• Averted with both Wadsworth and Mr. Green.
  • Ambiguous Syntax: Mrs. White's late husband's threat.
    Mrs. White: He had threatened to kill me in public.
    Miss Scarlet: Why would he want to kill you in public?
    Wadsworth: I think she means he threatened, in public, to kill her.
    Miss Scarlet: Oh.
    • Also the whole "No, meaning yes" sequence. Actually, Col. Mustard gets a lot of these.
    • The reveal that Wadsworth's wife "had friends who were... socialists". Given the reactions, it's hard to tell who's surprised that there were relations with socialists, or how such a small crime got pinned among the larger potential blackmails. At minimum, Scarlet and Mrs. White seem to show sympathy.
  • And Then What?: In two of the three endings, this question is raised. Wadsworth always suggests, more or less, the same thing: stack the bodies in the cellar, have everyone leave at different times, pretend it never happened, and let the Big Bad continue to blackmail everyone, although the blackmail won’t necessarily for the same reasons or by the same person.
  • Angrish: Miss White lapses into a version of this when describing her feelings about Yvette in the third ending.
  • Angry Guard Dog: Three of them. Two German shepherds by the house's main entrance, and a Doberman outside the conservatory.
  • Arson, Murder, and Jaywalking: Inverted when the cop starts listing their transgressions.
    Cop: I'll book you for false arrest, and wrongful imprisonment, and obstructing an officer in the course of his duty, and murder!
    Wadsworth: (opening the door and chuckling nervously) What do you mean... murder?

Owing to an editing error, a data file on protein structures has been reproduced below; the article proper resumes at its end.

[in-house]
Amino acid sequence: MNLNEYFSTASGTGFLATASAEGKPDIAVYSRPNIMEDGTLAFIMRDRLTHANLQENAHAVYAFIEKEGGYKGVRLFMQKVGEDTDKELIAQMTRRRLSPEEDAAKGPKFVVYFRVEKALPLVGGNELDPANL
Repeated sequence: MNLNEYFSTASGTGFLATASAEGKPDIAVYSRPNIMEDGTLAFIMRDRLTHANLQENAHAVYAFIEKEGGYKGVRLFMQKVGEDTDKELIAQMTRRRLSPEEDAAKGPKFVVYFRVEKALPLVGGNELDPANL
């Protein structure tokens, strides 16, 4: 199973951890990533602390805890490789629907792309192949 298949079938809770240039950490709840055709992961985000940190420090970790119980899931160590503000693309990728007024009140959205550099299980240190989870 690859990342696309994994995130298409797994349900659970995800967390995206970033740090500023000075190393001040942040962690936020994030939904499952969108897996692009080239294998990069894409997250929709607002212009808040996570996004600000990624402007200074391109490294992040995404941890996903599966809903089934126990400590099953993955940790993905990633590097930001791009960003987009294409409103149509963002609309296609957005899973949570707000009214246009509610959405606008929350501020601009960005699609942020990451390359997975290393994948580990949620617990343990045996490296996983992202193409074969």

Cop: I just said that so you'd open the door.
  • Asshole Victim:
    • Mr. Boddy is a sleazy blackmailer who decided to ruin the lives of six people who he considered thoroughly un-American himself as opposed to doing something an actual patriot would do, like turn them in to the proper authorities. Most of the other murder victims count as well, as they willingly turned on the party members to give information to Mr. Boddy to blackmail them, even though most of them were just as guilty (such as the dirty cop taking bribes, or the war buddy who helped with profiteering).
    • Granted not all of the informants are assholes, such as the singing telegram girl who was one of Prof. Plum's patients who he sexually abused under his care. In fact, with the exception of Mr. Green, none of the blackmailing victims were portrayed that they didn't deserve to be punished for what they did, just that said punishment shouldn't have been being blackmailed into poverty by a self-righteous hypocrite.
    • Mrs. White's husband (well, the one we know the most about) was a verbally (and possibly physically) abusive asshole who threatened to kill his wife in public (that is he threatened, in public, to kill her). The fact he was murdered by being castrated and then beheaded is treated more as a Groin Attack joke than to garner any actual sympathy from the audience.
  • Audible Gleam:
    • The soundtrack actually does one of these when, during The Summation, Wadsworth imitates Yvette smiling. (Which she doesn't actually ever do on camera, her back is to the audience when they are introduced so we only have Wadsworth's word she did so.)
    • There's another one near the beginning of the film, when Wadsworth helps Mrs. White take her coat off, revealing its brilliant white interior.
  • Awesomeness by Analysis: Wadsworth attempts this in the first ending by saying he kept track of how many times the revolver had gone off during the night and the killer has an empty gun. He miscounted.
  • Batman Gambit: Mr. Boddy attempts one, and it fails miserably, leading to his murder. In the third ending, Wadsworth reveals he is the blackmailer and his victims did all of his work for him in tying up loose ends. It still fails because Mr. Green is actually an undercover FBI agent and Green kills Wadsworth/Mr. Boddy.
  • Battle Butler: Wadsworth doubles as both this and Mr. Exposition.
  • "Be Quiet!" Nudge: When the policeman inspects the body of the Motorist and says he's in no shape to drive:
    Miss Scarlet: Oh, we'll— we'll— we'll get him a car!
    Professor Plum: A long black car! note 
    Miss Scarlet: (lightly jabs him in the stomach) A limousine!
  • Beneath Suspicion: In the first ending, everyone is thoroughly shocked to discover Yvette committed the first two murders.